I love this list of 22 typical change management mistakes to avoid. There are several in this list which I think can be addressed with a human centred design approach such as:
Mistake #13 – Not involving the employees
Leaders must actively involve the people most affected by the change in its implementation. This will help ensure employees at all levels of the organization embrace the proposed changes.
Involving staff can mean so much more than communicating the changes ahead. It can mean involving them in identifying problems and creating and testing solutions.
I for one am a terrible multitasker. And don’t get me started on people who think that I can multi-task just because I’m a woman. Research is showing us that mutitasking is just very fast switching and not very effective.
Researchers like David E. Meyer, Director of the Brain, Cognition, and Action Laboratory at the University of Michigan, have been warning us for years that multitasking slows us down and makes us prone to errors.
Don’t feel bad about taking a break to reset and recharge. It’s been proven that breaks will actually make you more productive.
This 2011 synthesis paper (full text, PDF) by the International Labour Organization reviewed available research into the relationship between productivity and hours worked. The core conclusion: Longer hours do not make you more productive, and can in fact have the opposite effect: You’ll get less done, and what you do get done is never your best work (or has to be revisited or corrected later). The ILO paper isn’t the only one on the topic. A similar paper by the European Foundation for the Improvement of Living and Working Conditions (full text, PDF) pointed out that among the 16 of the EU nations, people who worked more flexible hours or jobs that would be normally considered part-time were overall more engaged with and productive at work and happier in their off-time than people who worked more hours.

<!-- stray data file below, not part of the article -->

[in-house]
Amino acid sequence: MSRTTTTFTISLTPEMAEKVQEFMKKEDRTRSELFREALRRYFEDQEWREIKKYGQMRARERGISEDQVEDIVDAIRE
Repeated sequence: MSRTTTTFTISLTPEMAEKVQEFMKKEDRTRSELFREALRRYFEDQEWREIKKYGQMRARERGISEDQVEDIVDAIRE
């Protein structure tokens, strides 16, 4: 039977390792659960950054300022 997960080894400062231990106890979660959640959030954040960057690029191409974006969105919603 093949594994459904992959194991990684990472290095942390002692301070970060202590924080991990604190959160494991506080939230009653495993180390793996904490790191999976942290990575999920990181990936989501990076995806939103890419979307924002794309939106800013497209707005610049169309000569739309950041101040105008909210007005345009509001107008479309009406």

I certainly struggle with attempts to go paperless. I am getting better. Slowly. But there is a case for paper.
One study published in the Computer User academic journal found people are 30 per cent more likely to remember information when it’s printed or written down.
Feel free to cite this the next time someone calls you a luddite. http://www.smh.com.au/small-business/insurance/blogs/work-in-progress/shredded-the-paperless-office-20130607-2ntgz.html
So did that last brainstorming session you were in that was meant to generate a hundred ideas deliver? If not, here’s why:
The reasons brainstorming fails are instructive for other forms of group work, too. People in groups tend to sit back and let others do the work; they instinctively mimic others’ opinions and lose sight of their own; and, often succumb to peer pressure. The Emory University neuroscientist Gregory Berns found that when we take a stance different from the group’s, we activate the amygdala, a small organ in the brain associated with the fear of rejection. Professor Berns calls this “the pain of independence.”
This article talks more widely about open plan offices and the private environment that many need to be productive and creative http://www.nytimes.com/2012/01/15/opinion/sunday/the-rise-of-the-new-groupthink.html?_r=2&pagewanted=all&. It’s well researched and worth a read.